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- Adolescent puberty changes
- Aging, especially in association with low testosterone levels
- Certain genetic disorders causing low levels of testosterone
- Certain medications, such as digoxin (a heart medication), spironolactone (a diuretic), cimetidine (a medication for stomach conditions), and many others
- Anabolic steroids used to enhance athletic performance in sports
- Marijuana use
- Liver or kidney failure
- Chronic kidney disease
- Hyperthyroidism (overactive thyroid gland)
- Tumors of the testicles, lung, stomach, liver, kidney, or pituitary gland
- Enlargement of the breasts with firm tissue, usually on both sides
- Blood sample—to check the function of your liver, thyroid, and kidneys, as well as other hormone levels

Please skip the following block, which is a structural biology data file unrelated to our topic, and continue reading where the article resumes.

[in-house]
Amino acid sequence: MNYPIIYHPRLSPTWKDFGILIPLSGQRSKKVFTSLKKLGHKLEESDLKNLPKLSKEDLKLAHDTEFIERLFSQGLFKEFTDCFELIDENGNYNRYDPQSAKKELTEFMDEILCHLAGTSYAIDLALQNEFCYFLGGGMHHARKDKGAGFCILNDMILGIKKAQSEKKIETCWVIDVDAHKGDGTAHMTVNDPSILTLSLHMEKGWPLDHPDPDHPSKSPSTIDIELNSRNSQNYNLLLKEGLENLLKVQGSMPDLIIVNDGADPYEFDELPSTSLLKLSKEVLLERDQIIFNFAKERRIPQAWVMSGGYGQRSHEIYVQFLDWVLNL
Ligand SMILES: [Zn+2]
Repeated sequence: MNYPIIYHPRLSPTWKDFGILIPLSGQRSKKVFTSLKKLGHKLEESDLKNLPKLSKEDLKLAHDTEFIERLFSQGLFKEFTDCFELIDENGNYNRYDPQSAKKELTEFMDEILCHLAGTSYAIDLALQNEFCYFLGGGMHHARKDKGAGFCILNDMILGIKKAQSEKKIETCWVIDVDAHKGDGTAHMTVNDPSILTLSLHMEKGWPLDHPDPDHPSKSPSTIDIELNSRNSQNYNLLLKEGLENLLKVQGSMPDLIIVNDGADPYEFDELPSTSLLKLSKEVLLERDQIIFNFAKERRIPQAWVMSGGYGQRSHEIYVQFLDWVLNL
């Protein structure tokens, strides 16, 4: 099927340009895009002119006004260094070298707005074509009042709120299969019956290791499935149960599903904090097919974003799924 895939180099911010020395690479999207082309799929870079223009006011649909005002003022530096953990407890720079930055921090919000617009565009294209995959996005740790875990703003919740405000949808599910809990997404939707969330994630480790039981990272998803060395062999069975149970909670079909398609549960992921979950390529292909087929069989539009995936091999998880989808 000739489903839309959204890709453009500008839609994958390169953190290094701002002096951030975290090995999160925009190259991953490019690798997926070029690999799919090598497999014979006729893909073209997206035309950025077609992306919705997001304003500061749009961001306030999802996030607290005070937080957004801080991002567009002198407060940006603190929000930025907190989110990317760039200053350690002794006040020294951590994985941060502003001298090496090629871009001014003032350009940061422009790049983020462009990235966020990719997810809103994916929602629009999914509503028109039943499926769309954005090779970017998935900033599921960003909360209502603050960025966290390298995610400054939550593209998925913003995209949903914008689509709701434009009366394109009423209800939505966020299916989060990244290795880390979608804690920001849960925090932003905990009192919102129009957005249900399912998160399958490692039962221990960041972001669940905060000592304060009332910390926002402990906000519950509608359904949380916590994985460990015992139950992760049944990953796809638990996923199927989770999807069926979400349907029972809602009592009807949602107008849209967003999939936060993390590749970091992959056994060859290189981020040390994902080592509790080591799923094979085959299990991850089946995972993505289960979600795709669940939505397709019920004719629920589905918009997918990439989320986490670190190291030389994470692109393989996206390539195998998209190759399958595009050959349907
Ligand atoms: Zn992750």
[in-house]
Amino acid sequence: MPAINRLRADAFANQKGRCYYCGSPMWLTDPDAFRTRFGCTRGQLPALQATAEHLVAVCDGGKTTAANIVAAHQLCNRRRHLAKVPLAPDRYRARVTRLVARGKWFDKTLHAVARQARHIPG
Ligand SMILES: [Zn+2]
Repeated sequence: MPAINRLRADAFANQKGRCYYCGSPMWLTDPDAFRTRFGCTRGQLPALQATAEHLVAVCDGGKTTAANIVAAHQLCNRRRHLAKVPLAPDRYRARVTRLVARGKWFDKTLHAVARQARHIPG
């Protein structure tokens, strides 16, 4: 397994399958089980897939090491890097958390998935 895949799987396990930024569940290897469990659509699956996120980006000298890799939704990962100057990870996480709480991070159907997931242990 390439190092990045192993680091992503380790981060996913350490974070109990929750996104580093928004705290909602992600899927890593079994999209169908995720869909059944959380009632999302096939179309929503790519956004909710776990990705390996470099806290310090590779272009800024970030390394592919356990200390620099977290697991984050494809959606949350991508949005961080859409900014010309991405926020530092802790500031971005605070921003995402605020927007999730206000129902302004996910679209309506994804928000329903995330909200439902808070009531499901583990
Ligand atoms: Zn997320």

- Ultrasound—a test that uses sound waves to examine the breasts
- CT scan—a type of x-ray that uses a computer to make pictures of the breasts
- Biopsy—a sample of breast tissue may be removed and evaluated
American Academy of Family Physicians http://familydoctor.org
American Academy of Pediatrics http://www.healthychildren.org
Health Canada http://www.hc-sc.gc.ca/index%5Fe.html
Men's Health Centre http://www.menshealthcentre.net/index.htm
Gynecomastia. EBSCO DynaMed website. Available at: http://www.ebscohost.com/dynamed/what.php. Updated July 2009. Accessed August 17, 2012.
Gynecomastia: when breasts form in males. American Academy of Family Physicians website. Available at: http://familydoctor.org/online/famdocen/home/men/general/080.html. Updated February 2009. Accessed August 17, 2012.
Johnson RE, Kermott CA, Murad MH. Gynecomastia: evaluation and current treatment options. Ther Clin Risk Manag. 2011;7:145-148.
Wollina U, Goldman A. Minimally invasive esthetic procedures of the male breast. J Cosmet Dermatol. 2011 Jun;10(2):150-155.
- Reviewer: Michael Woods, MD
- Review Date: 09/2012 -
- Update Date: 00/92/2012 -